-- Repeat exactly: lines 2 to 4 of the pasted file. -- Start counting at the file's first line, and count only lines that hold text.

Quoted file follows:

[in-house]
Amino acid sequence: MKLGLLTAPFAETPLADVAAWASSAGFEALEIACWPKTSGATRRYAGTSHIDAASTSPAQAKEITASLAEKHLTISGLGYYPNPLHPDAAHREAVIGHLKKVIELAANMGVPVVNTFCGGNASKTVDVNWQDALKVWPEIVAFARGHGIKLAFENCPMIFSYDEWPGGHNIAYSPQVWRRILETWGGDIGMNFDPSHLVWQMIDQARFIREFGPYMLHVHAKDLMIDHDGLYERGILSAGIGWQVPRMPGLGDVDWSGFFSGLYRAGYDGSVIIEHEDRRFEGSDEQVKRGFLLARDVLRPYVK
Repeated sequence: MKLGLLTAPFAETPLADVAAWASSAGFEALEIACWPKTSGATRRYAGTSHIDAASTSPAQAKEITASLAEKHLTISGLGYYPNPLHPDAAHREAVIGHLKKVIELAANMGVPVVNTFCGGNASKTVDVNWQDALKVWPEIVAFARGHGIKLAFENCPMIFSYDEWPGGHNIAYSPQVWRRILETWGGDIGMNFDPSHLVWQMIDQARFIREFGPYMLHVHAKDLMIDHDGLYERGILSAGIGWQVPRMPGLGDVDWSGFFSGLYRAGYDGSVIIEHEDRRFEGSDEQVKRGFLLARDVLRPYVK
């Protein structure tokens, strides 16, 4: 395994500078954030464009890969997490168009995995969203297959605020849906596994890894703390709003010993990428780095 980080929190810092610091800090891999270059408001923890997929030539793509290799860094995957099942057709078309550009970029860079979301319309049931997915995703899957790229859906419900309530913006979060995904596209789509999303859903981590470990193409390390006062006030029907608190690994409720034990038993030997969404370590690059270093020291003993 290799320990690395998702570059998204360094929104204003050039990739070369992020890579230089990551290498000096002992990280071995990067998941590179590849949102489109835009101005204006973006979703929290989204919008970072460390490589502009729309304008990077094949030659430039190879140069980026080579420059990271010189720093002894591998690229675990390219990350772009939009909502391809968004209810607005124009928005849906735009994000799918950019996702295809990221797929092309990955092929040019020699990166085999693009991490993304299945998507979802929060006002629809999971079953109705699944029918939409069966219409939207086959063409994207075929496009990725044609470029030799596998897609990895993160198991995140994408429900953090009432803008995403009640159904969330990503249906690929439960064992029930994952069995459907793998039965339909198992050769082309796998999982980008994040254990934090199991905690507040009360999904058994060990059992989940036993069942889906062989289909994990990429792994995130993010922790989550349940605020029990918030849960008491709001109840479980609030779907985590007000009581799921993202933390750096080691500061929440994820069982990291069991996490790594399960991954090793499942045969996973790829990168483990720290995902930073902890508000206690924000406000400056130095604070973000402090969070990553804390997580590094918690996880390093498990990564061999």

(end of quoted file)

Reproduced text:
Amino acid sequence: MKLGLLTAPFAETPLADVAAWASSAGFEALEIACWPKTSGATRRYAGTSHIDAASTSPAQAKEITASLAEKHLTISGLGYYPNPLHPDAAHREAVIGHLKKVIELAANMGVPVVNTFCGGNASKTVDVNWQDALKVWPEIVAFARGHGIKLAFENCPMIFSYDEWPGGHNIAYSPQVWRRILETWGGDIGMNFDPSHLVWQMIDQARFIREFGPYMLHVHAKDLMIDHDGLYERGILSAGIGWQVPRMPGLGDVDWSGFFSGLYRAGYDGSVIIEHEDRRFEGSDEQVKRGFLLARDVLRPYVK
Repeated sequence: MKLGLLTAPFAETPLADVAAWASSAGFEALEIACWPKTSGATRRYAGTSHIDAASTSPAQAKEITASLAEKHLTISGLGYYPNPLHPDAAHREAVIGHLKKVIELAANMGVPVVNTFCGGNASKTVDVNWQDALKVWPEIVAFARGHGIKLAFENCPMIFSYDEWPGGHNIAYSPQVWRRILETWGGDIGMNFDPSHLVWQMIDQARFIREFGPYMLHVHAKDLMIDHDGLYERGILSAGIGWQVPRMPGLGDVDWSGFFSGLYRAGYDGSVIIEHEDRRFEGSDEQVKRGFLLARDVLRPYVK
């Protein structure tokens, strides 16, 4: 395994500078954030464009890969997490168009995995969203297959605020849906596994890894703390709003010993990428780095 980080929190810092610091800090891999270059408001923890997929030539793509290799860094995957099942057709078309550009970029860079979301319309049931997915995703899957790229859906419900309530913006979060995904596209789509999303859903981590470990193409390390006062006030029907608190690994409720034990038993030997969404370590690059270093020291003993 290799320990690395998702570059998204360094929104204003050039990739070369992020890579230089990551290498000096002992990280071995990067998941590179590849949102489109835009101005204006973006979703929290989204919008970072460390490589502009729309304008990077094949030659430039190879140069980026080579420059990271010189720093002894591998690229675990390219990350772009939009909502391809968004209810607005124009928005849906735009994000799918950019996702295809990221797929092309990955092929040019020699990166085999693009991490993304299945998507979802929060006002629809999971079953109705699944029918939409069966219409939207086959063409994207075929496009990725044609470029030799596998897609990895993160198991995140994408429900953090009432803008995403009640159904969330990503249906690929439960064992029930994952069995459907793998039965339909198992050769082309796998999982980008994040254990934090199991905690507040009360999904058994060990059992989940036993069942889906062989289909994990990429792994995130993010922790989550349940605020029990918030849960008491709001109840479980609030779907985590007000009581799921993202933390750096080691500061929440994820069982990291069991996490790594399960991954090793499942045969996973790829990168483990720290995902930073902890508000206690924000406000400056130095604070973000402090969070990553804390997580590094918690996880390093498990990564061999």